Moving on to the travel story, on the last day of June we had a day trip to London to see the Hokosai Exhibition at the British Museum. It was amazing, and Angela is going to see it again next month. We had a nice day, and caught the 20:00 train back home to Stoke with no forebodings.  However, it slowed down a bit before Milton Keynes, and finally crawled into Milton Keynes station, where it sat for 4 hours! The reason: there was a person on the track near Rugby who was threatening suicide. The police tried to get him to move, and he then apparently got onto a bridge over the line and threatened to jump off. Anyway, it took 4 hours to resolve this, and get him to safety, and in the meantime all we could do was wait on the train. The buffet car had closed, and there were very few announcements (because the train manager was only getting very irregular updates). We had eaten just before catching the train, which was fortunate, but there was no free WiFi (Virgin Trains charge outside First Class) and phone reception was poor, so it was hard to find out what was going on. I had only brought one phone charger with me, and even that was running low. Eventually we got the all clear to move, and set off, finally rolling into Stoke station at about 01:30. Fortunately there was an enterprising taxi driver who had heard about the problems, and waited for the train. But ours was not the last train, so hopefully those on the later trains also managed to get to their destinations!

Finally for this post, I had my 60th birthday in January, but I was too busy with marking, teaching and administration to really enjoy it, so we delayed the celebration until July. We booked the KPA for 7 July, ordered a buffet and arranged there to be choice of real ales (including a personal favourite), and we had a great evening. About 20 people attended, and Angela provided an amazing pre-recorded sound track of 6.25 hours of music chronicling my life. The buffet provided by the KPA was great value, and definitely recommended.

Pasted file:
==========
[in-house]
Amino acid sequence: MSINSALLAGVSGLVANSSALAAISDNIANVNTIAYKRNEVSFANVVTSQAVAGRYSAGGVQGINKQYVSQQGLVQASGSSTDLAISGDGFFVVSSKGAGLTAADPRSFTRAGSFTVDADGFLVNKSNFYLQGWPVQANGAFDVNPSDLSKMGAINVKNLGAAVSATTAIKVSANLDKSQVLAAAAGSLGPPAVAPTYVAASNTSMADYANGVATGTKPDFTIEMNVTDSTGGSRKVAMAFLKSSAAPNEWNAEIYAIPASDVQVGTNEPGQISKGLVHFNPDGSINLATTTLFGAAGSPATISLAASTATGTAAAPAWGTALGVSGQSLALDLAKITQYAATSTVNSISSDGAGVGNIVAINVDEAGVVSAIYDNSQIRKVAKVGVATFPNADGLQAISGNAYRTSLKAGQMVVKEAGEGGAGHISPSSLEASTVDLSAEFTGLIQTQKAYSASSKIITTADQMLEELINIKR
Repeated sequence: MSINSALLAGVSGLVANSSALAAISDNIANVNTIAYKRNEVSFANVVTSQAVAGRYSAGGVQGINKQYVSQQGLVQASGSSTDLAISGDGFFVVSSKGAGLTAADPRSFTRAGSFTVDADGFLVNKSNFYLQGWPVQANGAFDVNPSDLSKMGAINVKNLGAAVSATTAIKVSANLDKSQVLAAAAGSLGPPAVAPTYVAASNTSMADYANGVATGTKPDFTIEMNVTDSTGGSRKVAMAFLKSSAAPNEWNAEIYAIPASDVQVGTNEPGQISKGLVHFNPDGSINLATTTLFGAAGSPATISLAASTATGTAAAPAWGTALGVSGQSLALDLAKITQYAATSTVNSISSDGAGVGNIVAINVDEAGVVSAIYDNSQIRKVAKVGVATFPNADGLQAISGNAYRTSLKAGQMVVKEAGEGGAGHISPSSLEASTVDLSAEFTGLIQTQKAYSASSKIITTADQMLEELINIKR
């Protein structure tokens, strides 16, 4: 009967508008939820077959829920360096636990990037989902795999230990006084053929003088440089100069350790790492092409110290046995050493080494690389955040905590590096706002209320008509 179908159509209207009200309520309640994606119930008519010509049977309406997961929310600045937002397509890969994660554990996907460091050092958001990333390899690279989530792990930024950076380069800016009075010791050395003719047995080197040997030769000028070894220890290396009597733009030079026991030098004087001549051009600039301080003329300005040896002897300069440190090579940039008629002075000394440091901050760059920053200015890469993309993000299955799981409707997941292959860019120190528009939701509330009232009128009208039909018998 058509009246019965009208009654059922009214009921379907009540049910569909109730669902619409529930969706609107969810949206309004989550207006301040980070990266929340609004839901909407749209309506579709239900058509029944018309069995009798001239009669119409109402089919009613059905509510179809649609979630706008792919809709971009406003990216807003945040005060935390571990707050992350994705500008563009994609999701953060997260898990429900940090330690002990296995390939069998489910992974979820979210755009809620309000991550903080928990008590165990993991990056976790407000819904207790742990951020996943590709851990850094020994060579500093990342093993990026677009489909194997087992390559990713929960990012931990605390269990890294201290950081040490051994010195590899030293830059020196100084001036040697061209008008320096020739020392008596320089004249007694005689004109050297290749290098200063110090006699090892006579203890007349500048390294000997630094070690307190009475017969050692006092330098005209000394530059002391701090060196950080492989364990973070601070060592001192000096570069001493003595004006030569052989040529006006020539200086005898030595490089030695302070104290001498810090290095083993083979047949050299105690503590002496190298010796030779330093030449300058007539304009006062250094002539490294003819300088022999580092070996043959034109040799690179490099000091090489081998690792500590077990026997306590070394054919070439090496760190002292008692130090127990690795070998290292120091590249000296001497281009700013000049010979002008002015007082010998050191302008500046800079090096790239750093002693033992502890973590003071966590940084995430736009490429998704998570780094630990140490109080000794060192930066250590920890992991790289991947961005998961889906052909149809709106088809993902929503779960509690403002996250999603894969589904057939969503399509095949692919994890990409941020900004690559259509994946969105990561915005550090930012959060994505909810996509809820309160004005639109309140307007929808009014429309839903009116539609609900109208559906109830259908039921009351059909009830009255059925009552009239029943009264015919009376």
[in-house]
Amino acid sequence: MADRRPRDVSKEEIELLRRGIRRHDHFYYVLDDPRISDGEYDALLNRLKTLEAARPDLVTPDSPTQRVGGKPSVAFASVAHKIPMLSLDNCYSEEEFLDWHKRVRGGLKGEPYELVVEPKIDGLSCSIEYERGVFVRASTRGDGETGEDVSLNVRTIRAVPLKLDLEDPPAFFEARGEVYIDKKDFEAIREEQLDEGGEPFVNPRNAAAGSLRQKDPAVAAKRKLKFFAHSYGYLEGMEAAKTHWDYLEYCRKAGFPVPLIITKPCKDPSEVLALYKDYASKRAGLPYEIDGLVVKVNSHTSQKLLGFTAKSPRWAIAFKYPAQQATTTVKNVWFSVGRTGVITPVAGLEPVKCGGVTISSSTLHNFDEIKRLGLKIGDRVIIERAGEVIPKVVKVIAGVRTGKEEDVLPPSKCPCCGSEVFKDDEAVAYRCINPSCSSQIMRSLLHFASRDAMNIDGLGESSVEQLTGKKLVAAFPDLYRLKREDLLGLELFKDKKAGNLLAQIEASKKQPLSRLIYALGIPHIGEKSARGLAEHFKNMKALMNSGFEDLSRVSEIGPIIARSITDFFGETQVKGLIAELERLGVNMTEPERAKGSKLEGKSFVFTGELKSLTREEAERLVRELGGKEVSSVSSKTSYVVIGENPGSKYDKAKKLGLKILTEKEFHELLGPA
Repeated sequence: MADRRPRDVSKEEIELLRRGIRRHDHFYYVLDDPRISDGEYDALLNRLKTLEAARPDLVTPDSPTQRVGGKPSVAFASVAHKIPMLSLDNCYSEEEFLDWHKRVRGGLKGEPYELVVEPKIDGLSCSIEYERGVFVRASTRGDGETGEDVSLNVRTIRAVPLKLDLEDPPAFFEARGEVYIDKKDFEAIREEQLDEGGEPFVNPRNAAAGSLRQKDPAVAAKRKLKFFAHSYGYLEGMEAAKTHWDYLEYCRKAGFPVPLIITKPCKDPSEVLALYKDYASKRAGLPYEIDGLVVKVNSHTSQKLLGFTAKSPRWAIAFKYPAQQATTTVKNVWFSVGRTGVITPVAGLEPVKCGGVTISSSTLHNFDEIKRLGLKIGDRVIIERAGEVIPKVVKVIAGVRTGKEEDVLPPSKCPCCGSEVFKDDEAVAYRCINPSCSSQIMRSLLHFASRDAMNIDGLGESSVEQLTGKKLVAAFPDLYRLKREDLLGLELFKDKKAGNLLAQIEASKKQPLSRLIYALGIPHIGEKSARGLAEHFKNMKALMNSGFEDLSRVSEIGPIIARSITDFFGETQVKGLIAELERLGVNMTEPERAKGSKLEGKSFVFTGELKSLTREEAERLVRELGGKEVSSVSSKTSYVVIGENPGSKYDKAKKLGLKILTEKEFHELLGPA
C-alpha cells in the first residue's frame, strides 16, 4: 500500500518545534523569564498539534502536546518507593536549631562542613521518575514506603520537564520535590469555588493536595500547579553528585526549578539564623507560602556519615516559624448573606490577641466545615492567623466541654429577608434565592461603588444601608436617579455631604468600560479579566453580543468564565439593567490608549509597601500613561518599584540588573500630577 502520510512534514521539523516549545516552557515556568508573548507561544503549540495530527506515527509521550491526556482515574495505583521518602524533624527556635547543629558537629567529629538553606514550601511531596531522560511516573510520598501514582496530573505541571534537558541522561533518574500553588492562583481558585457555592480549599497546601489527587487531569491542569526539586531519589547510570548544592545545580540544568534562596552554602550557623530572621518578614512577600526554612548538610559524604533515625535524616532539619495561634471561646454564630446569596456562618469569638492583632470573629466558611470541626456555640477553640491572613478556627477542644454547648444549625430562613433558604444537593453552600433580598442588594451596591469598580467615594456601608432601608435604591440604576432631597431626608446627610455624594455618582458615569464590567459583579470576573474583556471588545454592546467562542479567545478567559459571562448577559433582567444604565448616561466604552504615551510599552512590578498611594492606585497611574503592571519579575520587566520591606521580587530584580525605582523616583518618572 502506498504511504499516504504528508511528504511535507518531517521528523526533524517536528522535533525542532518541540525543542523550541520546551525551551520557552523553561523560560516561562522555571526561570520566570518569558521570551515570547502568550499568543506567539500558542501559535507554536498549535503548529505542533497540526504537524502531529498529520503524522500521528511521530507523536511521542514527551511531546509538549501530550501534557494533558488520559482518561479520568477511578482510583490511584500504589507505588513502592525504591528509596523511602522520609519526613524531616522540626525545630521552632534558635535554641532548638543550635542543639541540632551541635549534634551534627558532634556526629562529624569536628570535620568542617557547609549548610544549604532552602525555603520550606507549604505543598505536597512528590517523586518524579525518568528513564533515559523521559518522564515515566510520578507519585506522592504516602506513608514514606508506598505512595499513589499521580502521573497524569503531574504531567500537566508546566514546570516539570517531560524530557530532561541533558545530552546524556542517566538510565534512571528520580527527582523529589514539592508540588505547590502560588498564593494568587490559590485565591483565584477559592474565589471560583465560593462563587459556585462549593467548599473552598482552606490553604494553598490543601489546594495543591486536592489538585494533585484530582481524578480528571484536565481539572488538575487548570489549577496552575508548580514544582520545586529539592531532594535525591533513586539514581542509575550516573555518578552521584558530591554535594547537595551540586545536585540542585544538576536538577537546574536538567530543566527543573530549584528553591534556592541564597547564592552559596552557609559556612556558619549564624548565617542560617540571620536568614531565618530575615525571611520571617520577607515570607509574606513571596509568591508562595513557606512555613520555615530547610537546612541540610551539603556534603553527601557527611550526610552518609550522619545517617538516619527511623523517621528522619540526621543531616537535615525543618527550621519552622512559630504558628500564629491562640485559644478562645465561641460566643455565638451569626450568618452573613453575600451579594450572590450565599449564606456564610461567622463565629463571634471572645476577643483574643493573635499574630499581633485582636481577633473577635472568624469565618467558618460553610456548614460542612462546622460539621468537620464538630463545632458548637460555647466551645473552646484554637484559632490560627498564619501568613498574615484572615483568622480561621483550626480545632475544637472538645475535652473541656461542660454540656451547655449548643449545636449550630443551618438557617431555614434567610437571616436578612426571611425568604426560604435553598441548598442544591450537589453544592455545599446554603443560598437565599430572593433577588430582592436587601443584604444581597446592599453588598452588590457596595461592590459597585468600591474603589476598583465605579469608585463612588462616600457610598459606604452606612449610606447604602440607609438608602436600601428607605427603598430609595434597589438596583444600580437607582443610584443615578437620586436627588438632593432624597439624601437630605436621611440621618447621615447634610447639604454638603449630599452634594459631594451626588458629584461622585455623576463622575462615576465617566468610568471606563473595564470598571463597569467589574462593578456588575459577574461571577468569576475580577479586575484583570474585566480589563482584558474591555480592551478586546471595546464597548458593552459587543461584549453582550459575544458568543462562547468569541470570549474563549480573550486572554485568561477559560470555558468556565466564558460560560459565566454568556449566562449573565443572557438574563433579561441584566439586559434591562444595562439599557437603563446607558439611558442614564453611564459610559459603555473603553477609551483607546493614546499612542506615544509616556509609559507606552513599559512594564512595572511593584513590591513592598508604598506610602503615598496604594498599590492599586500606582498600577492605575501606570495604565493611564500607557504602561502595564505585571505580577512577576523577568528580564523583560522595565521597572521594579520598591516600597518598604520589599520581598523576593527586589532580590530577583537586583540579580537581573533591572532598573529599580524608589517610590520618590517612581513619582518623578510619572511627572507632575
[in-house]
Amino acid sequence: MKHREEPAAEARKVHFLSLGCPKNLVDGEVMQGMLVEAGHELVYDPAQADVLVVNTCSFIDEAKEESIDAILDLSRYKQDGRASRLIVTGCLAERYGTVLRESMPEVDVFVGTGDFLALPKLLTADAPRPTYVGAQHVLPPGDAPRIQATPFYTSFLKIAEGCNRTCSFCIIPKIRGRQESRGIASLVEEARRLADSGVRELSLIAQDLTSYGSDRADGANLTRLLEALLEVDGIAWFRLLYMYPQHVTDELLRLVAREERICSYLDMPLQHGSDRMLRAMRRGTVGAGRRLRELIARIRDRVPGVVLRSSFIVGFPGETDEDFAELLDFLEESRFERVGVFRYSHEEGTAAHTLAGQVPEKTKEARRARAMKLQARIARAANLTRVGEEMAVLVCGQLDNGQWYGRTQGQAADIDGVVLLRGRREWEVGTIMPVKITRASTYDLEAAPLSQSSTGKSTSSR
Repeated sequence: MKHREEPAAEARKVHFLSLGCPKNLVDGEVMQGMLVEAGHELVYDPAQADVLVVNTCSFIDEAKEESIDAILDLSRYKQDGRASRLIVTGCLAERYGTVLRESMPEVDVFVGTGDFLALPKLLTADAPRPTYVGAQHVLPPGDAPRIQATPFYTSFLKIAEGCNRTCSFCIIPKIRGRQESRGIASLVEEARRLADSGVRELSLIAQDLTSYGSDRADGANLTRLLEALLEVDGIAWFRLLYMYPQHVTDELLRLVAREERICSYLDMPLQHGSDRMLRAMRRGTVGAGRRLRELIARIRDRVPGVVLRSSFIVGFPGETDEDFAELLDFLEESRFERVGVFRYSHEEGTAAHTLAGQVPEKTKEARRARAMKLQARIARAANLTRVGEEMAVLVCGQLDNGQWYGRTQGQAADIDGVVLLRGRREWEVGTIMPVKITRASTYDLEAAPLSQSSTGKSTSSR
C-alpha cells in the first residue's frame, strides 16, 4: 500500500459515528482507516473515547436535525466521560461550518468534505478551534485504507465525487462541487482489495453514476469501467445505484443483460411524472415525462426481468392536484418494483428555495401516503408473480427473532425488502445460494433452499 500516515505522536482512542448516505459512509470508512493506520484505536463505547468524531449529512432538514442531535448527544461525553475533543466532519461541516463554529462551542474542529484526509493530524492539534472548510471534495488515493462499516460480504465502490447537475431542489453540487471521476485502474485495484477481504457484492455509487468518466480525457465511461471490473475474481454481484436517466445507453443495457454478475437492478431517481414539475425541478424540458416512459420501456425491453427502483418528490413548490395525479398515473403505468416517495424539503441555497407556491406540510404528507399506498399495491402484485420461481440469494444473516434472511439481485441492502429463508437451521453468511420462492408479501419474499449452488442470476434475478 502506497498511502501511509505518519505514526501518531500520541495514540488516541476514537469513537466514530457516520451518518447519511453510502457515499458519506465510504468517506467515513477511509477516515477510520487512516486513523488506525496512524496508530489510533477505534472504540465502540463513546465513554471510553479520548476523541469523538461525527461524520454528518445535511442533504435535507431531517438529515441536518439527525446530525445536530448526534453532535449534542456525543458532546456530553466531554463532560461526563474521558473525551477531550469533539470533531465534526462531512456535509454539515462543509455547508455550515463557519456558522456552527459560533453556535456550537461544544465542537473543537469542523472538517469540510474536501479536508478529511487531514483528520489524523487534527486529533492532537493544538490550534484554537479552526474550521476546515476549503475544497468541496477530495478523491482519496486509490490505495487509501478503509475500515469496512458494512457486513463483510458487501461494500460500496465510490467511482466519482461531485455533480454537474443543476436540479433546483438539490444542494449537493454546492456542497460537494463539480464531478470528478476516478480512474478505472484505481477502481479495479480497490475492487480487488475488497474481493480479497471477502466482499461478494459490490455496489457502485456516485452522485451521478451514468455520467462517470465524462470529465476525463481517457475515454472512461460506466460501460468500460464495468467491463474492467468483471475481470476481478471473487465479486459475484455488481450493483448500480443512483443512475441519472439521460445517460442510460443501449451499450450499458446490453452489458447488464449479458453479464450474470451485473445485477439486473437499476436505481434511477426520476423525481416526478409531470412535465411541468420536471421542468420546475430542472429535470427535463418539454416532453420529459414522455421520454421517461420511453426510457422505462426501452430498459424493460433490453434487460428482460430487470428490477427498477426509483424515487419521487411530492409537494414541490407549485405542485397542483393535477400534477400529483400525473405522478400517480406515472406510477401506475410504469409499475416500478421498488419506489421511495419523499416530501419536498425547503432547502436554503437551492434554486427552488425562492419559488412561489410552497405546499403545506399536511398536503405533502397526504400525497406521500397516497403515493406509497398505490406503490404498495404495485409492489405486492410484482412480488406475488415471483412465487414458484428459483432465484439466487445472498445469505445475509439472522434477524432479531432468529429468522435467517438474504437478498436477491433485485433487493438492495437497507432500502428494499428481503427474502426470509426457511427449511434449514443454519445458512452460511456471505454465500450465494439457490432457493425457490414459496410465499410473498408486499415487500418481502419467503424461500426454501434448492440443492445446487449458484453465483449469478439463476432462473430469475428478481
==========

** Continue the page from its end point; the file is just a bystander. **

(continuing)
Now it’s the 18th July, which gives you an idea of how busy I have been, even though it’s outside of our teaching semester. But I have managed to plan (and start) some new research projects, which is great. I’m not attending any conferences this summer, but next year we will have EURODIM2018 in Poland, so I need to prepare for that.

Looking ahead, a lot has happened very recently in politics on a personal level, but this is still rather in a state of flux. I hope to report more on this in my next post.

 

GE2017: concerns about the outcome

Following my brief post yesterday, here are some more thoughts on the General Election outcome.